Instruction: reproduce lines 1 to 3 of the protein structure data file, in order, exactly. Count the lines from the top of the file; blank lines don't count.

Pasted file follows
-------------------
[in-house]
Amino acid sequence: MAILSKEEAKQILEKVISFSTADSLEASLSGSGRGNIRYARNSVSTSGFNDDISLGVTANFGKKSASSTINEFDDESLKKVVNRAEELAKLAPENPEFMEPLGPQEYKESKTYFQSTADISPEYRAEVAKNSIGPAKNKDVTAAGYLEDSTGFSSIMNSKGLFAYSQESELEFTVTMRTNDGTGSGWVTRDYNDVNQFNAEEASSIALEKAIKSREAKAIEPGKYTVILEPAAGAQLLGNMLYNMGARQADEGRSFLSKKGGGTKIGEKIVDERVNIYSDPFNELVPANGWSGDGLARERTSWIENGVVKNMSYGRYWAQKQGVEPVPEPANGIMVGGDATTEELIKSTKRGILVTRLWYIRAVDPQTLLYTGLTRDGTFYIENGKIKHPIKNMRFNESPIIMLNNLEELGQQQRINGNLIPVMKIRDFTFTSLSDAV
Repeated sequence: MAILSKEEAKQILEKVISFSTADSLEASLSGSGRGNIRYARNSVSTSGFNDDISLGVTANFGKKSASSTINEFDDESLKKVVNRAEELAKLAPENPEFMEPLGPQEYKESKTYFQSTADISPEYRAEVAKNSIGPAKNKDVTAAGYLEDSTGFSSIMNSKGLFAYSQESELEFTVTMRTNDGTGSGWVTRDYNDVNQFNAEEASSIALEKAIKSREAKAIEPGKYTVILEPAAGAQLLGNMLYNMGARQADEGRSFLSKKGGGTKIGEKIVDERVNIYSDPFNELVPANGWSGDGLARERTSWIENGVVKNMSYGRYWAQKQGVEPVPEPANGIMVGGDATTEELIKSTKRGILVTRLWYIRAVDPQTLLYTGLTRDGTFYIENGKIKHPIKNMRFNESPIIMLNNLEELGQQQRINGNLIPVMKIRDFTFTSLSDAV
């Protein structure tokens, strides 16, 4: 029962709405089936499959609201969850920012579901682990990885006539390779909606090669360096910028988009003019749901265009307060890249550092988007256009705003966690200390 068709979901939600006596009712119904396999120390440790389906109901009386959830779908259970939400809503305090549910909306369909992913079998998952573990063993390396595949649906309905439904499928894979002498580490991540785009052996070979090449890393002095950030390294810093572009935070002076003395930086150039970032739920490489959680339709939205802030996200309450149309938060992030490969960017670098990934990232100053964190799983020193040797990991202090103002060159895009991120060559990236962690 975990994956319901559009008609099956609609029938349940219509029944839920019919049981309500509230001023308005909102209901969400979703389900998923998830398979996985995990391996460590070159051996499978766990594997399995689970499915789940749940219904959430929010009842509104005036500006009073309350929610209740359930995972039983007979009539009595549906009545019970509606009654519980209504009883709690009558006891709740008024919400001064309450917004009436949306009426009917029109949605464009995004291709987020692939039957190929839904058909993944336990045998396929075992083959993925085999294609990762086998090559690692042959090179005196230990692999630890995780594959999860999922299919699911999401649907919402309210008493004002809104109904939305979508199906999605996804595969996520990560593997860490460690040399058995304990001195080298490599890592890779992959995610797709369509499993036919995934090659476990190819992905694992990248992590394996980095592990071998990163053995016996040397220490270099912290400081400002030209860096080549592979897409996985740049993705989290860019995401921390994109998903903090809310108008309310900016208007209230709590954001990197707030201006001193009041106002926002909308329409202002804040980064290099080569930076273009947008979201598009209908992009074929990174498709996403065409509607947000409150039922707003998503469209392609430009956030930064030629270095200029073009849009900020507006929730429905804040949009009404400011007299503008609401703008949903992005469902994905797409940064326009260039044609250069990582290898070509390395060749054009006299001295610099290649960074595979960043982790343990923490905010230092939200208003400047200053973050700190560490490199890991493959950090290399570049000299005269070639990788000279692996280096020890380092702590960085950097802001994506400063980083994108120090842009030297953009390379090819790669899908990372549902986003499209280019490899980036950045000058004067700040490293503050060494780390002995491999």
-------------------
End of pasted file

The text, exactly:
[in-house]
Amino acid sequence: MAILSKEEAKQILEKVISFSTADSLEASLSGSGRGNIRYARNSVSTSGFNDDISLGVTANFGKKSASSTINEFDDESLKKVVNRAEELAKLAPENPEFMEPLGPQEYKESKTYFQSTADISPEYRAEVAKNSIGPAKNKDVTAAGYLEDSTGFSSIMNSKGLFAYSQESELEFTVTMRTNDGTGSGWVTRDYNDVNQFNAEEASSIALEKAIKSREAKAIEPGKYTVILEPAAGAQLLGNMLYNMGARQADEGRSFLSKKGGGTKIGEKIVDERVNIYSDPFNELVPANGWSGDGLARERTSWIENGVVKNMSYGRYWAQKQGVEPVPEPANGIMVGGDATTEELIKSTKRGILVTRLWYIRAVDPQTLLYTGLTRDGTFYIENGKIKHPIKNMRFNESPIIMLNNLEELGQQQRINGNLIPVMKIRDFTFTSLSDAV
Repeated sequence: MAILSKEEAKQILEKVISFSTADSLEASLSGSGRGNIRYARNSVSTSGFNDDISLGVTANFGKKSASSTINEFDDESLKKVVNRAEELAKLAPENPEFMEPLGPQEYKESKTYFQSTADISPEYRAEVAKNSIGPAKNKDVTAAGYLEDSTGFSSIMNSKGLFAYSQESELEFTVTMRTNDGTGSGWVTRDYNDVNQFNAEEASSIALEKAIKSREAKAIEPGKYTVILEPAAGAQLLGNMLYNMGARQADEGRSFLSKKGGGTKIGEKIVDERVNIYSDPFNELVPANGWSGDGLARERTSWIENGVVKNMSYGRYWAQKQGVEPVPEPANGIMVGGDATTEELIKSTKRGILVTRLWYIRAVDPQTLLYTGLTRDGTFYIENGKIKHPIKNMRFNESPIIMLNNLEELGQQQRINGNLIPVMKIRDFTFTSLSDAV